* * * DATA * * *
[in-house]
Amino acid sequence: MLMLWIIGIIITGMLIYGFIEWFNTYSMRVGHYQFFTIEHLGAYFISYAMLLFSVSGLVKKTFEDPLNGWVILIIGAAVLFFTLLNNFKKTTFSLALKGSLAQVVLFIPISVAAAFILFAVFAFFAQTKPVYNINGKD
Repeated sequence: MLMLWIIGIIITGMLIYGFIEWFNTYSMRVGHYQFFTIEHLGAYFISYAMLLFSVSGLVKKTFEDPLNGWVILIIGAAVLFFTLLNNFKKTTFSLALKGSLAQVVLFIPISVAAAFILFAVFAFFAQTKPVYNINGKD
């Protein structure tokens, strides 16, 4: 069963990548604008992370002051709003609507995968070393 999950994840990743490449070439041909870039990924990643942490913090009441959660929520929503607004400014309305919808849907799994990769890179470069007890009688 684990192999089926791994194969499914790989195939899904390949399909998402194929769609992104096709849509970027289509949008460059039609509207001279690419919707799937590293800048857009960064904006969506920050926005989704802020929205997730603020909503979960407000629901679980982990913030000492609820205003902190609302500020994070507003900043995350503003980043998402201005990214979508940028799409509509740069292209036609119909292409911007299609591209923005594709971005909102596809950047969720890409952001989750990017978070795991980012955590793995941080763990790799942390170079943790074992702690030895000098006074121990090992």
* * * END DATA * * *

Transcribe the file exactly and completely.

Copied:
[in-house]
Amino acid sequence: MLMLWIIGIIITGMLIYGFIEWFNTYSMRVGHYQFFTIEHLGAYFISYAMLLFSVSGLVKKTFEDPLNGWVILIIGAAVLFFTLLNNFKKTTFSLALKGSLAQVVLFIPISVAAAFILFAVFAFFAQTKPVYNINGKD
Repeated sequence: MLMLWIIGIIITGMLIYGFIEWFNTYSMRVGHYQFFTIEHLGAYFISYAMLLFSVSGLVKKTFEDPLNGWVILIIGAAVLFFTLLNNFKKTTFSLALKGSLAQVVLFIPISVAAAFILFAVFAFFAQTKPVYNINGKD
């Protein structure tokens, strides 16, 4: 069963990548604008992370002051709003609507995968070393 999950994840990743490449070439041909870039990924990643942490913090009441959660929520929503607004400014309305919808849907799994990769890179470069007890009688 684990192999089926791994194969499914790989195939899904390949399909998402194929769609992104096709849509970027289509949008460059039609509207001279690419919707799937590293800048857009960064904006969506920050926005989704802020929205997730603020909503979960407000629901679980982990913030000492609820205003902190609302500020994070507003900043995350503003980043998402201005990214979508940028799409509509740069292209036609119909292409911007299609591209923005594709971005909102596809950047969720890409952001989750990017978070795991980012955590793995941080763990790799942390170079943790074992702690030895000098006074121990090992």